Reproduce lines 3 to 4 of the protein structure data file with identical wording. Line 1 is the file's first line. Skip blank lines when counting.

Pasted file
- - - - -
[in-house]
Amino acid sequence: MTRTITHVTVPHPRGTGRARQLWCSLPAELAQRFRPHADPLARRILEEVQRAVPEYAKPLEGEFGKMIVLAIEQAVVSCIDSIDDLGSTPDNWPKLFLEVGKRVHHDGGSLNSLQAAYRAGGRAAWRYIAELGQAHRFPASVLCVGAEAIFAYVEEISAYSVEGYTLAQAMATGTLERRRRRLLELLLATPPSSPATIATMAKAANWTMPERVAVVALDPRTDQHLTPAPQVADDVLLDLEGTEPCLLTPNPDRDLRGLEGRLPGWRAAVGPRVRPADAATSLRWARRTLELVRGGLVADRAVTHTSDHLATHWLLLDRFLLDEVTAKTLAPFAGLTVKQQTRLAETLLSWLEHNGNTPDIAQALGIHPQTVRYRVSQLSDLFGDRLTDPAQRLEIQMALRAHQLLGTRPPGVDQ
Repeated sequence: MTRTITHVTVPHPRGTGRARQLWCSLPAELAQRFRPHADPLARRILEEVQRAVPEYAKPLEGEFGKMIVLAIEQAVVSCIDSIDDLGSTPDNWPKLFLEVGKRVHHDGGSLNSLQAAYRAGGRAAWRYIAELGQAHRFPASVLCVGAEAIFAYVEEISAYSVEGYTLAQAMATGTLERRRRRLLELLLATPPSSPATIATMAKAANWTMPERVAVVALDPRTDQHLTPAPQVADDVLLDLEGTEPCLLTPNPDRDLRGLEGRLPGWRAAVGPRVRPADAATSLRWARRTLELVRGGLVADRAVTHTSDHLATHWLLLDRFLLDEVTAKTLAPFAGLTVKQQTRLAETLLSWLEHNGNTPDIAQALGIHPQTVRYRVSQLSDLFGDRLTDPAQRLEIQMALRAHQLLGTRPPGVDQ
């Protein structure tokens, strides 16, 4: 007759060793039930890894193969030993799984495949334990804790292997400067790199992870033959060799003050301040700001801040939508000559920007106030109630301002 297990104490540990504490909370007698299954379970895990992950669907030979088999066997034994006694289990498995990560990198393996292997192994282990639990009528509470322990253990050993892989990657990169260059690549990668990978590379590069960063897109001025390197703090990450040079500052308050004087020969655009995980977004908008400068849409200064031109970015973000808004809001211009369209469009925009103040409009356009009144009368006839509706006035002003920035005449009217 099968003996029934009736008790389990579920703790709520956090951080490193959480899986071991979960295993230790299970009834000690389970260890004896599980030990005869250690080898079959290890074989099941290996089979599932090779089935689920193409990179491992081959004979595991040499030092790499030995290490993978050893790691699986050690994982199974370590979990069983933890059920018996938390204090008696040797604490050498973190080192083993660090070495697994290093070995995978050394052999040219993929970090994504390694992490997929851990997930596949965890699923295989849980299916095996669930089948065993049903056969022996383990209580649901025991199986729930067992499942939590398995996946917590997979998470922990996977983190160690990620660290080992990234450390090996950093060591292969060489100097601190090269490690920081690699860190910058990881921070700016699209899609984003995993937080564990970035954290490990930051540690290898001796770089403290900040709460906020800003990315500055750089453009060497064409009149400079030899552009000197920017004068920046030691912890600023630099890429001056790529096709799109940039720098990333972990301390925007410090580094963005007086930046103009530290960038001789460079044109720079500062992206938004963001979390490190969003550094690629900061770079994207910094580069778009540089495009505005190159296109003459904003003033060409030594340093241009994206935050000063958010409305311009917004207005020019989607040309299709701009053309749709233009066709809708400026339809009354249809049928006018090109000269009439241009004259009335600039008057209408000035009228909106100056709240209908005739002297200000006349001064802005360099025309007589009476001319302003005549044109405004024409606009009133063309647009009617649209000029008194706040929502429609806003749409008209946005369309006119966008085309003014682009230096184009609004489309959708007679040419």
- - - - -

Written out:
Repeated sequence: MTRTITHVTVPHPRGTGRARQLWCSLPAELAQRFRPHADPLARRILEEVQRAVPEYAKPLEGEFGKMIVLAIEQAVVSCIDSIDDLGSTPDNWPKLFLEVGKRVHHDGGSLNSLQAAYRAGGRAAWRYIAELGQAHRFPASVLCVGAEAIFAYVEEISAYSVEGYTLAQAMATGTLERRRRRLLELLLATPPSSPATIATMAKAANWTMPERVAVVALDPRTDQHLTPAPQVADDVLLDLEGTEPCLLTPNPDRDLRGLEGRLPGWRAAVGPRVRPADAATSLRWARRTLELVRGGLVADRAVTHTSDHLATHWLLLDRFLLDEVTAKTLAPFAGLTVKQQTRLAETLLSWLEHNGNTPDIAQALGIHPQTVRYRVSQLSDLFGDRLTDPAQRLEIQMALRAHQLLGTRPPGVDQ
């Protein structure tokens, strides 16, 4: 007759060793039930890894193969030993799984495949334990804790292997400067790199992870033959060799003050301040700001801040939508000559920007106030109630301002 297990104490540990504490909370007698299954379970895990992950669907030979088999066997034994006694289990498995990560990198393996292997192994282990639990009528509470322990253990050993892989990657990169260059690549990668990978590379590069960063897109001025390197703090990450040079500052308050004087020969655009995980977004908008400068849409200064031109970015973000808004809001211009369209469009925009103040409009356009009144009368006839509706006035002003920035005449009217 099968003996029934009736008790389990579920703790709520956090951080490193959480899986071991979960295993230790299970009834000690389970260890004896599980030990005869250690080898079959290890074989099941290996089979599932090779089935689920193409990179491992081959004979595991040499030092790499030995290490993978050893790691699986050690994982199974370590979990069983933890059920018996938390204090008696040797604490050498973190080192083993660090070495697994290093070995995978050394052999040219993929970090994504390694992490997929851990997930596949965890699923295989849980299916095996669930089948065993049903056969022996383990209580649901025991199986729930067992499942939590398995996946917590997979998470922990996977983190160690990620660290080992990234450390090996950093060591292969060489100097601190090269490690920081690699860190910058990881921070700016699209899609984003995993937080564990970035954290490990930051540690290898001796770089403290900040709460906020800003990315500055750089453009060497064409009149400079030899552009000197920017004068920046030691912890600023630099890429001056790529096709799109940039720098990333972990301390925007410090580094963005007086930046103009530290960038001789460079044109720079500062992206938004963001979390490190969003550094690629900061770079994207910094580069778009540089495009505005190159296109003459904003003033060409030594340093241009994206935050000063958010409305311009917004207005020019989607040309299709701009053309749709233009066709809708400026339809009354249809049928006018090109000269009439241009004259009335600039008057209408000035009228909106100056709240209908005739002297200000006349001064802005360099025309007589009476001319302003005549044109405004024409606009009133063309647009009617649209000029008194706040929502429609806003749409008209946005369309006119966008085309003014682009230096184009609004489309959708007679040419």